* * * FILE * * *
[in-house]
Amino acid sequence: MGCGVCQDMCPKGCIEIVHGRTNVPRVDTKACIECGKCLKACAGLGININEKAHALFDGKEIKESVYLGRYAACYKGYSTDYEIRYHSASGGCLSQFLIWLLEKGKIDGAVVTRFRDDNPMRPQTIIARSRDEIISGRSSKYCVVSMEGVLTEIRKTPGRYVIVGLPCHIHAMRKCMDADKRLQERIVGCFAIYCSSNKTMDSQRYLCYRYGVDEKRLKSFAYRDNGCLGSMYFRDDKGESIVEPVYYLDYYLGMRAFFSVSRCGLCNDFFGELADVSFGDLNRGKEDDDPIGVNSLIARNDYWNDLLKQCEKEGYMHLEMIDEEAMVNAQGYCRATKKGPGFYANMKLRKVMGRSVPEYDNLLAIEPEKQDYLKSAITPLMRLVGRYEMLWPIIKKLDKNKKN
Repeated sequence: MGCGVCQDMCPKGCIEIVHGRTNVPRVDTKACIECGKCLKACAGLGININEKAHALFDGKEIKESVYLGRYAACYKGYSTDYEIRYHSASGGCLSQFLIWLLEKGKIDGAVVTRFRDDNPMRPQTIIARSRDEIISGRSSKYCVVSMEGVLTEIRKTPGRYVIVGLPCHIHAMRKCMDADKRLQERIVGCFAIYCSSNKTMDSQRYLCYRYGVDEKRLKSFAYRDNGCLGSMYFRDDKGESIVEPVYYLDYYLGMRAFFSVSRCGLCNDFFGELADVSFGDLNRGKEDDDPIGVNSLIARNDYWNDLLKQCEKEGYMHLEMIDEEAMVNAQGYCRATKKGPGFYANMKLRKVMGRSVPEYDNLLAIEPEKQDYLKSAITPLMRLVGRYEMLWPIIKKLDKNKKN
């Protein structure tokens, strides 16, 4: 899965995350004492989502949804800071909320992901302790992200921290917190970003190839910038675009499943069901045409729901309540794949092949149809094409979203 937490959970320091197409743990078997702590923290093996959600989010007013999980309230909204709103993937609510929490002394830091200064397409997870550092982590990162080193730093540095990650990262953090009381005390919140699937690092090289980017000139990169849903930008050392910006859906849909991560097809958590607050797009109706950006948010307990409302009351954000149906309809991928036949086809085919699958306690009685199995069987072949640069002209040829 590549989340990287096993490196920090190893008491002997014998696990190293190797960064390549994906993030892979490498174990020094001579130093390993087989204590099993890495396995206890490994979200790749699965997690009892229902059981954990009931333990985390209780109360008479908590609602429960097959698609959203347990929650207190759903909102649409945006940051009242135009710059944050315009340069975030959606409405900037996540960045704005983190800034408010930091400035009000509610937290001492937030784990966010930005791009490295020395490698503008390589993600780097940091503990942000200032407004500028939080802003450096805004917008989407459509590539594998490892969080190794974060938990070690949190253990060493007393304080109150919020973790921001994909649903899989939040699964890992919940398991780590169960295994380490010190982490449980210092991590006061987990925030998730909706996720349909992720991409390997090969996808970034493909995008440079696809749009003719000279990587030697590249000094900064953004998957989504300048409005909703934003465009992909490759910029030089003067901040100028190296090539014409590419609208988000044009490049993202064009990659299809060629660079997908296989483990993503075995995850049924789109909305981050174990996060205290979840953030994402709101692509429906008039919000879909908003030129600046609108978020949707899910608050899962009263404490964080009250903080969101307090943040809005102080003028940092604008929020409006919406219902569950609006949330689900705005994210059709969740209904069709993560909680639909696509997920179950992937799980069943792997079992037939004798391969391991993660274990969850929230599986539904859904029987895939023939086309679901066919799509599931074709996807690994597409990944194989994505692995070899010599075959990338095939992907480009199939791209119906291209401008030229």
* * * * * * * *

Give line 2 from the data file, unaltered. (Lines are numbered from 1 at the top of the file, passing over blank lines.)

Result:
Amino acid sequence: MGCGVCQDMCPKGCIEIVHGRTNVPRVDTKACIECGKCLKACAGLGININEKAHALFDGKEIKESVYLGRYAACYKGYSTDYEIRYHSASGGCLSQFLIWLLEKGKIDGAVVTRFRDDNPMRPQTIIARSRDEIISGRSSKYCVVSMEGVLTEIRKTPGRYVIVGLPCHIHAMRKCMDADKRLQERIVGCFAIYCSSNKTMDSQRYLCYRYGVDEKRLKSFAYRDNGCLGSMYFRDDKGESIVEPVYYLDYYLGMRAFFSVSRCGLCNDFFGELADVSFGDLNRGKEDDDPIGVNSLIARNDYWNDLLKQCEKEGYMHLEMIDEEAMVNAQGYCRATKKGPGFYANMKLRKVMGRSVPEYDNLLAIEPEKQDYLKSAITPLMRLVGRYEMLWPIIKKLDKNKKN